Franciscan Gospel Reflection: Eleventh Sunday of Ordinary Time

Sister JulieAnn Sheahan

June 15, 2018

It’s time to prepare for the Eleventh Sunday of Ordinary Time. We share this Franciscan Gospel reflection and questions written by Fr. Paul Gallagher, OFM. They are edited by Franciscan Sister of Christian Charity Sister Anne Marie Lom and Joe Thiel. The excerpts from the Sunday readings are prepared by Joe Thiel. To read or download the complete pdf with excerpts for your prayer, please click here: Franciscan Gospel Reflection June 17 2018. Excerpts from the Lectionary for Mass for Use in the Dioceses of the United States of America, second typical edition © 2001, 1998, 1997, 1986, 1970 Confraternity of Christian Doctrine, Inc., Washington, DC. Used with permission. All rights reserved. No portion of this text may be reproduced by any means without permission in writing from the copyright owner. Please include this information when printing.

Photos: Holy Family Convent, Manitowoc, Wisconsin

Mark 4:26-34

[Jesus said to the crowd] “This is how it is with the kingdom of God; it is as if a man was to scatter seed on the land and would sleep and rise night and day and the seed would sprout and grow, he knows not how. Of its own accord the land yields fruit, first the blade, then the ear, then the full grain in the ear. And when the grain is ripe, he wields the sickle at once, for the harvest has come.”

He said, “To what shall we compare the kingdom of God, or what parable can we use for it? It is like a mustard seed that, when it is sown in the ground, is the smallest of all the seeds on the earth. But once it is sown, it springs up and becomes the largest of plants and puts forth large branches, so that the birds of the sky can dwell in its shade.”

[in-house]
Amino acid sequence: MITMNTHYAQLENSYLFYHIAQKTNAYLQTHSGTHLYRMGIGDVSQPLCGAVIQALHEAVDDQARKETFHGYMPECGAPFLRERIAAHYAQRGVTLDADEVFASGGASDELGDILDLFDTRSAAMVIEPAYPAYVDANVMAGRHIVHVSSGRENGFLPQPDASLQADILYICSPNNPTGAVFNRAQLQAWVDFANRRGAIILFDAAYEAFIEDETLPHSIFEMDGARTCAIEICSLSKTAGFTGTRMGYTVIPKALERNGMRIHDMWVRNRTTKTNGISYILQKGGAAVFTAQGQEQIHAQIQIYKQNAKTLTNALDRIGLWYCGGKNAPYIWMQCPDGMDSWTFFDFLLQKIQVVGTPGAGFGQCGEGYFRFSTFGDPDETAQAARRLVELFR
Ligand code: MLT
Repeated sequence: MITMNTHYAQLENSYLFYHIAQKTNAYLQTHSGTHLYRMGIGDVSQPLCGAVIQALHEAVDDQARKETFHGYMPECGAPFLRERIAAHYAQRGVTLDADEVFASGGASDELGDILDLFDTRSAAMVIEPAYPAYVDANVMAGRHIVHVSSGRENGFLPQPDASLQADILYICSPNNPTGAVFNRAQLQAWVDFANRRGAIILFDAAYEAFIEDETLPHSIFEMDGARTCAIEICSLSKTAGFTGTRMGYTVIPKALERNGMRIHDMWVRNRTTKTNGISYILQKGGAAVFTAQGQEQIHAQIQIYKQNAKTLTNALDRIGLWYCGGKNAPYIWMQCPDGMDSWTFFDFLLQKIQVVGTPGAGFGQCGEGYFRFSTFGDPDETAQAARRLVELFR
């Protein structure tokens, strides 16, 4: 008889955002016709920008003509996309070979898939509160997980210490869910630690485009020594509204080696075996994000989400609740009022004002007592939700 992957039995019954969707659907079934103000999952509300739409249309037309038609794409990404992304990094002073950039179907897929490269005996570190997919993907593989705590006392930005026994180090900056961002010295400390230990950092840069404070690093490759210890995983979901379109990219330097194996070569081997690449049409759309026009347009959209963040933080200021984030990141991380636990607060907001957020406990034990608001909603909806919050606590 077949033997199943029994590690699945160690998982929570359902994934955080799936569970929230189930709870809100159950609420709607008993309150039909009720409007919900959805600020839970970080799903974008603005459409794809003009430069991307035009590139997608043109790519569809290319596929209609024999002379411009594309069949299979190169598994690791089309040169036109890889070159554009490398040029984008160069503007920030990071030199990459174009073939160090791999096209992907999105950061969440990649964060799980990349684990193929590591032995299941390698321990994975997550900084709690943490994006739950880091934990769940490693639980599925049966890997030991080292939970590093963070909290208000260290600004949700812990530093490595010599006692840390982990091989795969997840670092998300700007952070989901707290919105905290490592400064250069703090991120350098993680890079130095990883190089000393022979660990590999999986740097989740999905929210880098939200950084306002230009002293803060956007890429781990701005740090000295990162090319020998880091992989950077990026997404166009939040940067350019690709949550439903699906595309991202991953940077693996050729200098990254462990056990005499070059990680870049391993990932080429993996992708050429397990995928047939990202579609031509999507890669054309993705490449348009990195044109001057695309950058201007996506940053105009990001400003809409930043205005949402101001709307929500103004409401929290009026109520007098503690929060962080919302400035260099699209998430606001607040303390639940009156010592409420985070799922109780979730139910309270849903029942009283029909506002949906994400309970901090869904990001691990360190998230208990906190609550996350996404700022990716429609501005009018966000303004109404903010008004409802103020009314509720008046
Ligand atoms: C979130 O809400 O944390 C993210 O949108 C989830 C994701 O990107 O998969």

With many such parables he spoke the word to them as they were able to understand it. Without parables he did not speak to them, but to his own disciples he explained everything in private.


The gospel text for today is composed of two short parables that draw on the common experience of people of the day. Both parables reflect the experience of planting seeds, and how they develop into mature plants. Most of us would consider their undertraining to be very primitive. But the reality for them and for us how plants grow from seeds to a mature plant is still very much a mystery. But we all know that the farmers must do their part – weeding, fertilizing, and watering. The fact that the farmer is doing none of these things in the first parable would be immediately noticed.

Agriculture was also one of the places where people of Jesus’ time could be surprised by abundance. For the most part, people believed that everything had already been distributed by God, and there was no more where that had come from. If a person suddenly had more of almost anything than they had the day before, it was assumed that they had gotten it by some improper means.

Thus, the woman who finds her lost coin throws a lavish party to celebrate finding the coin. She makes her discovery public, warding off suspicion and speculations about how she got the coin. It is also much less likely that neighbors will be critical if they have enjoyed a portion of its fruit.

But farming was one of the places where the surprise of abundance might be experienced without the presumption of foul play. At the same time there was also an understanding that if one did have more than they needed for their survival, the abundance was to be shared with those in need. Thus the familiar parable of the farmer who thought he would build larger storage bins for an abundant harvest and live off his surplus for years in the future. He died enjoying neither the abundant harvest, nor the good reputation he could have had by sharing the abundance with those in need. Instead, when he died, a different reputation continued on after his death.

Reflection Questions

1. When I think of people who spend their lives as farmers…
2. The reign of God is like…
3. When I think of my experience of the mystery of the reign God…
4. When I think about watching a seed grow into a large bush or a tree…
5. When I consider Jesus explaining the meaning of the parable to the disciples…
6. Can you take some time to talk to God about his use of farming parables, or your sense of the realm of God unfolding around you, or whatever arose in you as you considered these two parables?

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